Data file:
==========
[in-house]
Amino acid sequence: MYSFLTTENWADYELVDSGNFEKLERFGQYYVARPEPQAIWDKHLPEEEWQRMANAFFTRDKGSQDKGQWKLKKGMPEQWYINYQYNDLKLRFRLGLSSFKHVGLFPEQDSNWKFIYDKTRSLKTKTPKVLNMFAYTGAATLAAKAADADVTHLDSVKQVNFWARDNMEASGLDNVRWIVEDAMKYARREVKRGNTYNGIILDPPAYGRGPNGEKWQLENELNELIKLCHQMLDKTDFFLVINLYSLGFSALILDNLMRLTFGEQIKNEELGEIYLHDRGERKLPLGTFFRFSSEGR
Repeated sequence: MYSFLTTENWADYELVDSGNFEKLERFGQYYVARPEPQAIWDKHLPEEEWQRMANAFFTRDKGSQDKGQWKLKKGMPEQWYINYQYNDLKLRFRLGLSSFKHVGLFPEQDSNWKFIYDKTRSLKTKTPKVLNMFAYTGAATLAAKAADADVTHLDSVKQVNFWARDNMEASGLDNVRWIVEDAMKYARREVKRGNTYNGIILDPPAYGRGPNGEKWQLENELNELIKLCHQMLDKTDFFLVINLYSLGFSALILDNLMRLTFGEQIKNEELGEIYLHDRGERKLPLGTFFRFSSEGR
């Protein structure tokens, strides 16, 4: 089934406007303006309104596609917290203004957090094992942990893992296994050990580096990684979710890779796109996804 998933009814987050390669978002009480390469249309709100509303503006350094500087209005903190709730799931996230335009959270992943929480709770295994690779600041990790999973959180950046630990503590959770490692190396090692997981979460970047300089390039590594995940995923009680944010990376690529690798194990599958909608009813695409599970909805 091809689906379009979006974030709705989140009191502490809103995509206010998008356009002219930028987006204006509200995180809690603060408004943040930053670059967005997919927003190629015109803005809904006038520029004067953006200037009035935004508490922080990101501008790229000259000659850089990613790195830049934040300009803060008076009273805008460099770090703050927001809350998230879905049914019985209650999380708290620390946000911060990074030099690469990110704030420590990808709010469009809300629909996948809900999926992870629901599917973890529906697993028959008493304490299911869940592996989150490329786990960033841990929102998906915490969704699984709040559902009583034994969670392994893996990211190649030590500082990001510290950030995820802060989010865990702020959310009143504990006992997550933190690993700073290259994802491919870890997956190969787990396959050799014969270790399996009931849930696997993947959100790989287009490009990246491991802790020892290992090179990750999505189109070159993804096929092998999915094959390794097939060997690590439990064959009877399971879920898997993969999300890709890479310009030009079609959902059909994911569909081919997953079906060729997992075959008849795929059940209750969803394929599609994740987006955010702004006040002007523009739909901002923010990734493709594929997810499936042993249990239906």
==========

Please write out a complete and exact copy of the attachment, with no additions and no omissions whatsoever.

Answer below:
[in-house]
Amino acid sequence: MYSFLTTENWADYELVDSGNFEKLERFGQYYVARPEPQAIWDKHLPEEEWQRMANAFFTRDKGSQDKGQWKLKKGMPEQWYINYQYNDLKLRFRLGLSSFKHVGLFPEQDSNWKFIYDKTRSLKTKTPKVLNMFAYTGAATLAAKAADADVTHLDSVKQVNFWARDNMEASGLDNVRWIVEDAMKYARREVKRGNTYNGIILDPPAYGRGPNGEKWQLENELNELIKLCHQMLDKTDFFLVINLYSLGFSALILDNLMRLTFGEQIKNEELGEIYLHDRGERKLPLGTFFRFSSEGR
Repeated sequence: MYSFLTTENWADYELVDSGNFEKLERFGQYYVARPEPQAIWDKHLPEEEWQRMANAFFTRDKGSQDKGQWKLKKGMPEQWYINYQYNDLKLRFRLGLSSFKHVGLFPEQDSNWKFIYDKTRSLKTKTPKVLNMFAYTGAATLAAKAADADVTHLDSVKQVNFWARDNMEASGLDNVRWIVEDAMKYARREVKRGNTYNGIILDPPAYGRGPNGEKWQLENELNELIKLCHQMLDKTDFFLVINLYSLGFSALILDNLMRLTFGEQIKNEELGEIYLHDRGERKLPLGTFFRFSSEGR
């Protein structure tokens, strides 16, 4: 089934406007303006309104596609917290203004957090094992942990893992296994050990580096990684979710890779796109996804 998933009814987050390669978002009480390469249309709100509303503006350094500087209005903190709730799931996230335009959270992943929480709770295994690779600041990790999973959180950046630990503590959770490692190396090692997981979460970047300089390039590594995940995923009680944010990376690529690798194990599958909608009813695409599970909805 091809689906379009979006974030709705989140009191502490809103995509206010998008356009002219930028987006204006509200995180809690603060408004943040930053670059967005997919927003190629015109803005809904006038520029004067953006200037009035935004508490922080990101501008790229000259000659850089990613790195830049934040300009803060008076009273805008460099770090703050927001809350998230879905049914019985209650999380708290620390946000911060990074030099690469990110704030420590990808709010469009809300629909996948809900999926992870629901599917973890529906697993028959008493304490299911869940592996989150490329786990960033841990929102998906915490969704699984709040559902009583034994969670392994893996990211190649030590500082990001510290950030995820802060989010865990702020959310009143504990006992997550933190690993700073290259994802491919870890997956190969787990396959050799014969270790399996009931849930696997993947959100790989287009490009990246491991802790020892290992090179990750999505189109070159993804096929092998999915094959390794097939060997690590439990064959009877399971879920898997993969999300890709890479310009030009079609959902059909994911569909081919997953079906060729997992075959008849795929059940209750969803394929599609994740987006955010702004006040002007523009739909901002923010990734493709594929997810499936042993249990239906």